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dnaK and the Heat Stress Response of Pseudomonas syringae pv. glycinea

July 1999 , Volume 12 , Number  7
Pages  563 - 574

Lisa M. W. Keith , 1 , 2 James E. Partridge , 2 and Carol L. Bender 1

1Department of Entomology and Plant Pathology, 110 Noble Research Center, Oklahoma State University, Stillwater 74078-3032, U.S.A.; 2Department of Plant Pathology, 406 Plant Science, University of Nebraska, Lincoln 68583-0722, U.S.A.

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Accepted 30 March 1999.

The dnaK gene from Pseudomonas syringae pv. glycinea PG4180 was cloned and sequenced. The dnaK coding region was 1,917 bp and contained a putative σ32 heat shock promoter 86 bp upstream of the translational start site. grpE, another heat shock gene, was found immediately upstream of the putative dnaK promoter. The predicted amino acid sequence of dnaK showed relatedness to the ATPase and substrate binding domains commonly found in heat shock proteins, as well as the highly conserved signature sequence motifs belonging to the Hsp70 protein family. Furthermore, the PG4180 dnaK gene complemented an Escherichia coli dnaK mutant for growth at temperatures above 37°C, indicating that a fully functional dnaK homologue had been cloned from P. syringae pv. glycinea. All attempts to eliminate dnaK function by insertion mutagenesis failed, possibly because DnaK performs essential functions in P. syringae pv. glycinea. Expression of dnaK in P. syringae pv. glycinea PG4180 was investigated by constructing dnaK∷uidA transcriptional fusions; expression of dnaK increased markedly when cells were preincubated at 18°C and then shifted to 35°C. An anti-DnaK monoclonal antibody was used to detect DnaK; in P. syringae pv. glycinea race 4, DnaK levels followed cell density during a 6-h incubation at 26°C. When cells were shifted from 26°C to either 32 or 38°C, DnaK levels increased transiently, and then decreased rapidly. Although the cells continued to grow when incubated at 32°C, growth was not supported at 38°C. Our results indicate that P. syringae pv. glycinea responds to heat shock by producing DnaK, but DnaK does not aid in acclimation to sustained elevated temperatures.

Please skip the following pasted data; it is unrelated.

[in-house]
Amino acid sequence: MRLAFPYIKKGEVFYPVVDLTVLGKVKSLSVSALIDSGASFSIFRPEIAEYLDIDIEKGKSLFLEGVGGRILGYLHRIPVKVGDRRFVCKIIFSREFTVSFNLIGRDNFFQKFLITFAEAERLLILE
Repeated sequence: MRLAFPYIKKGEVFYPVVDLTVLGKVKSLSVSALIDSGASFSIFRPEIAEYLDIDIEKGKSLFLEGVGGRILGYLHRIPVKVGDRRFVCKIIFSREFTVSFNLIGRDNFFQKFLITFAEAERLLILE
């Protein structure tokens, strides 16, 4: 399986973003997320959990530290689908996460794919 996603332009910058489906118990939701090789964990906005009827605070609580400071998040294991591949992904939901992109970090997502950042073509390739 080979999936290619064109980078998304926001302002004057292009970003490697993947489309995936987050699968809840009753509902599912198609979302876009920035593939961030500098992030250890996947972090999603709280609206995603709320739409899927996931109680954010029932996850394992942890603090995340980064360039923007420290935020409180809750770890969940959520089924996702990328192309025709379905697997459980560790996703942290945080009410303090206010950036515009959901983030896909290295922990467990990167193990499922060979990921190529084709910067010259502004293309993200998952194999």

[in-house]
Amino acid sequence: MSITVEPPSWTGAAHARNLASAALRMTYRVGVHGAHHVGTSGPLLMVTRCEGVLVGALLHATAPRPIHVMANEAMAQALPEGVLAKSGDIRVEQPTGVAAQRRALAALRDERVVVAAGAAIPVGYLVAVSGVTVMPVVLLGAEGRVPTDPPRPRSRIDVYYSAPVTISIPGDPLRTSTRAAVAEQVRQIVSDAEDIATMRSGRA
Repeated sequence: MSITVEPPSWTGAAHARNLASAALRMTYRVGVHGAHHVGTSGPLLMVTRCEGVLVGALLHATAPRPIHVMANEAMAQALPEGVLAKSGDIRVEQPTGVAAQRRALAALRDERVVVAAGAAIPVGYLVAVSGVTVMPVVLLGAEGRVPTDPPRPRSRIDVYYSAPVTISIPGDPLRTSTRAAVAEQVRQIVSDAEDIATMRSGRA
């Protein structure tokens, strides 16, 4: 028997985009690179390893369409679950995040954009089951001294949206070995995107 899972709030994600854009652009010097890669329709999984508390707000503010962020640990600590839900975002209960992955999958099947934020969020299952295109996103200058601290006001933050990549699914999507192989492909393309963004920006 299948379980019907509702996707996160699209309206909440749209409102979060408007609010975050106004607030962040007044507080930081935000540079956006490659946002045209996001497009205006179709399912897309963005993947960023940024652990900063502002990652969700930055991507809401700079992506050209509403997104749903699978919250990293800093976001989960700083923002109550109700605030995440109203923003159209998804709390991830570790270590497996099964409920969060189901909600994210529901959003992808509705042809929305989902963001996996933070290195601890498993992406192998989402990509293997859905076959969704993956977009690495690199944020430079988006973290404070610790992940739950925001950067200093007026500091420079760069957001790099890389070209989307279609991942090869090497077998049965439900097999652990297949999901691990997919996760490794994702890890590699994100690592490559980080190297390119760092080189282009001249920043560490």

© 1999 The American Phytopathological Society